Dual Antiplatelet Therapy for Prevention of Recurrent Ischemic Events

Jean Nappi, PharmD, Fccp, Bcps; Robert Talbert, PharmD, Fccp, Bcps


Am J Health Syst Pharm. 2002;59(18) 

In This Article

Mechanism of Action of Oral Antiplatelet Agents

The oral antiplatelet agents currently available target one or more pathways in the hemostatic cascade (Figure 1).[23,24] Aspirin's actions are mediated by irreversibly acetylating the enzyme cyclooxygenase (COX).[25,26] COX has two isoforms: COX-1 and COX-2. Aspirin selectively inhibits COX-1 over COX-2 by 166-fold.[27] The antithrombotic action of aspirin is mainly due to inhibition of platelet COX-1, which prevents the synthesis of thromboxane A2.[26] COX-2 is induced by inflammatory stimuli and results in the production of prostaglandins that contribute to the inflammatory response. Inhibition would promote platelet aggregation; however, COX-2 remains essentially unaffected at aspirin doses of less than or equal to 300 mg.[25,26]

Figure 1.

Platelet interactions with agonists and antagonists of platelet aggregation, the vessel wall, other platelets, and adhesive macromolecules. Agents in parentheses prevent the formation or inhibit the function of the adjacent agonists of platelet aggregation. ADP = adenosine diphosphate, VWF = von Willebrand factor, cAMP = cyclic adenosine monophosphate, GP = glycoprotein. Adapted, with permission, from reference 24.

Dipyridamole and cilostazol increase concentrations of cyclic adenosine monophosphate (cAMP) in the platelet by inhibiting phosphodiesterase,[28] stimulating prostacyclin production,[29] and reducing cellular uptake of adenosine.[30] Dipyridamole may also directly enhance prostacyclin-mediated platelet inhibition and inhibit thromboxane A2.[31,32] Cilostazol and its active metabolites inhibit phosphodiesterase activity and suppress degradation of cAMP, resulting in an increase in cAMP in platelets and blood vessels. It reversibly inhibits platelet aggregation induced by ADP, collagen, arachidonic acid, epinephrine, thromboxane A2, platelet-activating factor, and shear stress.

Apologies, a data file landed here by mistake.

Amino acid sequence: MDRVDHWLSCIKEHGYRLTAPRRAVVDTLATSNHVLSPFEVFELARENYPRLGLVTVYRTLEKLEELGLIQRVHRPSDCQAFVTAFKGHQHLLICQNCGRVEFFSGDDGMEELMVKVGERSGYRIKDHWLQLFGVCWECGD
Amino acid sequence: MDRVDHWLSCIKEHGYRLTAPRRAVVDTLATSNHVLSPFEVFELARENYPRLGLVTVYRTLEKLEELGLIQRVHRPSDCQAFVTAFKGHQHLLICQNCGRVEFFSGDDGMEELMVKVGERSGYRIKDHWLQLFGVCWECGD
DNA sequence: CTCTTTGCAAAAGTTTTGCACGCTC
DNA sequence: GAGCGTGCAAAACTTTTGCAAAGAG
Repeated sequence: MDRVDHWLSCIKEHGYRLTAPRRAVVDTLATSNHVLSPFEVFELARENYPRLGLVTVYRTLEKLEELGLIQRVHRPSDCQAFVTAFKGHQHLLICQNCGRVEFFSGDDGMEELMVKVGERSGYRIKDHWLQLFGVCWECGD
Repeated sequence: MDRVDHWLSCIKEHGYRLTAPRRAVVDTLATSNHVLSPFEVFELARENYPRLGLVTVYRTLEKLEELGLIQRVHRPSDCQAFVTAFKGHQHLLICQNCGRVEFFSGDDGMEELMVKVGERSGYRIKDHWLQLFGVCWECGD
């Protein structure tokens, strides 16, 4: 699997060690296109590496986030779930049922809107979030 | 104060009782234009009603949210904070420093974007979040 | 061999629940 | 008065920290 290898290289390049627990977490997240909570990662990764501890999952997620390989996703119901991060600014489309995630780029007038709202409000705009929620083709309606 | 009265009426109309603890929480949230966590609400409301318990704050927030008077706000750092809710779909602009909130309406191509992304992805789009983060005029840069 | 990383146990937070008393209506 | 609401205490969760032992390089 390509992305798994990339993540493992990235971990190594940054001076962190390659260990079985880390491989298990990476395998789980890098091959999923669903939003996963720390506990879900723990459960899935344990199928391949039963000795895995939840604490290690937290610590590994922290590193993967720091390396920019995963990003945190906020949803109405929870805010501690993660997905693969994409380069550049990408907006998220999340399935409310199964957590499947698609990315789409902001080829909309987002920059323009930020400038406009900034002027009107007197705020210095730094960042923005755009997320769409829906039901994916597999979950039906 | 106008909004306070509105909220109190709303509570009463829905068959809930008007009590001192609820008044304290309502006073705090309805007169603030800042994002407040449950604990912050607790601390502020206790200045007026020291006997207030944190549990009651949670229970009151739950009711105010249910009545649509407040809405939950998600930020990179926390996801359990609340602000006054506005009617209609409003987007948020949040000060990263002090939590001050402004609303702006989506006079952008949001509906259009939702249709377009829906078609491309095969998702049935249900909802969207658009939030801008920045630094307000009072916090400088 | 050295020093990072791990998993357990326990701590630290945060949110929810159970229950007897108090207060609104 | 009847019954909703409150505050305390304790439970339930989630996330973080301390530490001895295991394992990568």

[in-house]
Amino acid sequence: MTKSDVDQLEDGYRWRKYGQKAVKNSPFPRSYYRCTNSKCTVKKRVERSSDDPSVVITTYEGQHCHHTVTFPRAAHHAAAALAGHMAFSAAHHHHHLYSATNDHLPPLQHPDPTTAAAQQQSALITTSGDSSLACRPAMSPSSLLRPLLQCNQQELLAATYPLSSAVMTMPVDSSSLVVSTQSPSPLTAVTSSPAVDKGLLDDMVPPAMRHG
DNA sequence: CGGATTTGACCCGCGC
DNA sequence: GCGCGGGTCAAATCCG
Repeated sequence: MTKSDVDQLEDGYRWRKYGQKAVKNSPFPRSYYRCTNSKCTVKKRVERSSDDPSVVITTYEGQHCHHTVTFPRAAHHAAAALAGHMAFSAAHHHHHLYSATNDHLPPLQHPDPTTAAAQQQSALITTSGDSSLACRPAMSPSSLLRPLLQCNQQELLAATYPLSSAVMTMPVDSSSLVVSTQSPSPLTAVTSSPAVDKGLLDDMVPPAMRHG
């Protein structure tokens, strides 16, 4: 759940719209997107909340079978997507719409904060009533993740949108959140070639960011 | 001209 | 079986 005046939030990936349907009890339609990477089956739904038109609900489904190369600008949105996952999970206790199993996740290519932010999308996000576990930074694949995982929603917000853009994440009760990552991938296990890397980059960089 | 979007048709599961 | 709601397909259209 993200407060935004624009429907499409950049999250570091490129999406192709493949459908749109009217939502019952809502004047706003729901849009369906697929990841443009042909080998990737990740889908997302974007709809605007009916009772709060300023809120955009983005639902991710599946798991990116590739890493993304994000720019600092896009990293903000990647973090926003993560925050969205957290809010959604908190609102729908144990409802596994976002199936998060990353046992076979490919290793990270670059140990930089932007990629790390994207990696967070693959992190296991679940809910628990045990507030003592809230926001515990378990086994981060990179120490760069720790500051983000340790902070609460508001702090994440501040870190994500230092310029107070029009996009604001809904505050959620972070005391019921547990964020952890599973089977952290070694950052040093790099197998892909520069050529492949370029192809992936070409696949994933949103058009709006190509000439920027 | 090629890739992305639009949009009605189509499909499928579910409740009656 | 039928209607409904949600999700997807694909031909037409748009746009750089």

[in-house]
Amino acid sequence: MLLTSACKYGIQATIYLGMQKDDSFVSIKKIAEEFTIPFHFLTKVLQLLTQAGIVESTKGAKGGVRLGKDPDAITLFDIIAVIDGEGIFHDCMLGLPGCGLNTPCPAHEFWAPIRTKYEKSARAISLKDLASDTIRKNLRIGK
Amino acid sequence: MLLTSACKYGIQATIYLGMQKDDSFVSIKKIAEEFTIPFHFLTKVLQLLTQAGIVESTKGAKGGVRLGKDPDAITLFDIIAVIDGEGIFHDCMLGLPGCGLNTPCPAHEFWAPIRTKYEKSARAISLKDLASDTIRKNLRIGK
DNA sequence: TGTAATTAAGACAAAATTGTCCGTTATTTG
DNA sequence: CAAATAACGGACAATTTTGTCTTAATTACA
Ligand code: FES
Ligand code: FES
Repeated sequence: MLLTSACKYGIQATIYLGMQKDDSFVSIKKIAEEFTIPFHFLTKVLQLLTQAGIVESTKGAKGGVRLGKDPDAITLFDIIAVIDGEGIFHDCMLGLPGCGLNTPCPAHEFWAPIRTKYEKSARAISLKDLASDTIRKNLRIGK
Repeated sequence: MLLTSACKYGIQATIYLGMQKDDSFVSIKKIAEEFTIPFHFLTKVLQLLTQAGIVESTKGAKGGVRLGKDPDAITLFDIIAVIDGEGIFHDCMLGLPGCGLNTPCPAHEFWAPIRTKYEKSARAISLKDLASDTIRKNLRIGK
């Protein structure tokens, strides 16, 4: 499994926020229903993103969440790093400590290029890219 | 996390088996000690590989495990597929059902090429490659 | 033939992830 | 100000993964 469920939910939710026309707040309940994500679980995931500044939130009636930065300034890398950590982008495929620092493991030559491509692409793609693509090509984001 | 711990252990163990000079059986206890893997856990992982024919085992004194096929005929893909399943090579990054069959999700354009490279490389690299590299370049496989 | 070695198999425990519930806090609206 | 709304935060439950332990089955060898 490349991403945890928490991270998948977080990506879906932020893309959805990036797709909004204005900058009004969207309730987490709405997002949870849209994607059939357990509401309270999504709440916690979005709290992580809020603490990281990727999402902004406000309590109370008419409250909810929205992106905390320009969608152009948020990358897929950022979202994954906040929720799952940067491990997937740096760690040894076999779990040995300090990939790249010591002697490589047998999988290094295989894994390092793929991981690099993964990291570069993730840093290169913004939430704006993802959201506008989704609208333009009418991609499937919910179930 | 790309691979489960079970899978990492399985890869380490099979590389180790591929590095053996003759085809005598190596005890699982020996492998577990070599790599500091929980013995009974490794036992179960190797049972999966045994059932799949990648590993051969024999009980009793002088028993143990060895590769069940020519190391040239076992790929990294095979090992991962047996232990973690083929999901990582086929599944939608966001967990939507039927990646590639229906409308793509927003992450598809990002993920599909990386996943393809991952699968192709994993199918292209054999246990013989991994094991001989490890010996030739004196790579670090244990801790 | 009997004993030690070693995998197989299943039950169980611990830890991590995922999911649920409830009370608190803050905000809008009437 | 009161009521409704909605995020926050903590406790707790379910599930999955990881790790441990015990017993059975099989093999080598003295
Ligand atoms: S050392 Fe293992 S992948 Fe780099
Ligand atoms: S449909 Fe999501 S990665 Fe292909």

The ADP receptor antagonists clopidogrel and ticlopidine inhibit ADP activity by preventing its binding to the platelet receptor.[21,33] ADP stimulates expression of the GP IIb/ IIIa receptor[21] and may mediate release of other aggregation agonists and enhance platelet binding of von Willebrand factor.[33] Hence, the end result of ADP inhibition is impairment of platelet aggregation and fibrinogen-mediated platelet crosslinking.[21] The GP IIb/IIIa receptor antagonists block the final common pathway in platelet activation.[34] The intravenous GP IIb/IIIa receptor antagonists are effective in the management of ischemic events related to percutaneous interventions and in patients hospitalized for unstable angina and non-ST-segment elevation myocardial infarction (NSTEMI).[35,36] However, results of clinical studies of the oral GP IIb/IIIa receptor antagonists (orbofiban, sibrafiban, xemilofiban, and lotrafiban) have been disappointing. The oral agents increased mortality by 31% (p = 0.001),[37] showed a similar trend for recurrent coronary events compared with placebo,[37,38,39,40,41,42] and were associated with more frequent bleeding complications.[39,40,42,43]


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